By Al Cross
This column is titled “Into the Issues” because it began as an effort to help community newspapers explore issues that affected their communities, sometimes from afar. It has evolved to include editorial issues that face community papers. But for an increasing number of papers, the main issue is on the business side: How can they sustain themselves when their revenue is being eroded by digital media, online shopping, big-box stores that don’t advertise, and in many rural communities, population losses?
Answers to money questions are the province of other columnists with more business-side experience, but this column stands for this proposition: Community newspapers will not be sustainable unless they are indispensable servants of their audiences – offering the news, information and leadership that communities need. That is what distinguishes them from other forms of media and makes them worth reading – and buying.
Those other forms, especially social media and partisan or ideological media, appeal to many people in a fractured media environment where audiences gravitate to information that entertains and validates them, rather than news and opinion that challenge their beliefs. And we live in an era where misinformation has become part of national political strategies and business models – which have been so effective that national political divisions are now causing tension and fractures at the local level.
That became clear to me last June as I did research for a book chapter on the effect of Donald Trump on rural communities and their newspapers. I sent an email to the listserv I co-manage for the International Society of Weekly Newspaper Editors, advancing two propositions: (1) Trump makes you be for or against him, and you get defined that way, creating divisions in families, churches, businesses, and other organizations. It’s community-corrosive, not community-building. (2) People are less interested in local news now because Trump has made national news more compelling, and local news media are losing out in the “attention economy” created by the tsunami of online information and their reliance on social media.
I received a dozen replies, none of which disputed either proposition. And I found that some papers had adjusted to new realities. Kris O’Leary, publisher of four weekly newspapers in central Wisconsin, said she ordered her editors to stop covering and commenting on national issues after the January 2021 assault on the U.S. Capitol.
Kris said on the ISWNE listserv, “I got tired of the paper being part of the problem with people treating each other with a lack of respect. I realized we weren’t going to change anyone’s mind and it wasn’t worth my mental health and the Star’s to be caught in the middle of this thing. . . . Our sales people were facing backlash, and it wasn’t fun running a paper and explaining every week why freedom of speech didn’t give them freedom to say whatever the wanted in the paper. I still operate under libel and defamation rules. . . . We had a few hotheads that screamed like hell about their freedoms being taken away, but most people were relieved not to have to read the letters and editorials on national politics.”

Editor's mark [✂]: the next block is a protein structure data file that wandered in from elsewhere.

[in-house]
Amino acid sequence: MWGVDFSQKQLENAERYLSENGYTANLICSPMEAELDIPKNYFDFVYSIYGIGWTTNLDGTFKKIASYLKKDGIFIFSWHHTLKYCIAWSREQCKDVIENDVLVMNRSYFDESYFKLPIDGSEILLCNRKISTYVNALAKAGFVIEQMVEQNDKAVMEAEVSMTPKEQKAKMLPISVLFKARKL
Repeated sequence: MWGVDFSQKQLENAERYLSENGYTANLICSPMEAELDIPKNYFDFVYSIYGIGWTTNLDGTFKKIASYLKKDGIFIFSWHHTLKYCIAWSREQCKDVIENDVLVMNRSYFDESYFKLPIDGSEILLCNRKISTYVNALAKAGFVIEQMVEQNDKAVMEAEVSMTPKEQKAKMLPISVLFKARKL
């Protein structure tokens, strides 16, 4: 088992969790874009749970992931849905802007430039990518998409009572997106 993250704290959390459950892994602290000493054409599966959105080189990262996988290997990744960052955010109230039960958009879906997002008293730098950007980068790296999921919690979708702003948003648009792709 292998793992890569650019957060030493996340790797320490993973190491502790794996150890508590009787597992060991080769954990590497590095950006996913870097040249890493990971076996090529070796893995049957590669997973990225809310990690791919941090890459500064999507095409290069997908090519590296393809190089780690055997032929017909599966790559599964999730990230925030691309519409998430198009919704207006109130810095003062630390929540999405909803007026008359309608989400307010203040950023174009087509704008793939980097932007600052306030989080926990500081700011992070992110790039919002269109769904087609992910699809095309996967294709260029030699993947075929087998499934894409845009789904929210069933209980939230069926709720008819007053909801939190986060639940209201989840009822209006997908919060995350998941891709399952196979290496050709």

That’s not the approach of Bill Tubbs, publisher of The North Scott Press in Eldridge, Iowa. While he said people in his community are increasingly identified as pro- or anti-Trump, and that “has permeated many things in community life . . . You can’t escape national politics in the community if you have your core values and principles.” He added that it can be hard to define what’s a national issue: “Agriculture is foundational in Iowa,” so newspapers there have an obligation to cover issues such as international trade and farm subsidies. To that, I would add energy (such as ethanol subsidies) and environmental regulations.
Former NNA president Reed Anfinson of the Swift County Monitor-News in Benson, Minn., a left-leaning editor in a county Trump won almost 2-1, told me that he’s being more cautious.
“We’ve lost subscribers and advertising because of the intolerance pervading society today,” he said. “In these fragile financial times, it has me weighing the political cartoons I will publish. As I write, it has me being more thoughtful in how I word my columns. That is not all bad, but it makes me wonder sometimes if I am pulling my punches. I still write about national topics because they are talked about by my readers. However, I try to ensure the vast majority of what I publish focuses on local issues.”
A few months later, Reed was the focus of an Associated Press story about national divisions becoming local, quoting one of his neighbors (a Lutheran pastor!) as accusing the paper of lying by not reporting what the pastor believed but is not true: that many people in Swift County have been killed by Covid-19 vaccines.
That reminded me of how Steve Bannon, the former Trump adviser who has been charged with contempt of Congress for not cooperating in the investigation of the Capitol assault, defined his and Trump’s strategy this way in 2018: “The Democrats don’t matter. The real opposition is the media, and the way to deal with them is to flood the zone with shit.” Translation: “The enemy is the truth, so we flood the zone with lies.”
Your zone is your community. Please don’t let it be flooded with lies and misinformation. Many Americans have lost sight of the truth, but I think more of them expect newspapers to stand up for it.
Al Cross edited and managed rural newspapers before covering politics for the Louisville Courier-Journal and serving as president of the Society of Professional Journalists. He is extension journalism professor at the University of Kentucky and director of its Institute for Rural Journalism and Community Issues, which publishes The Rural Blog at http://irjci.blogspot.com.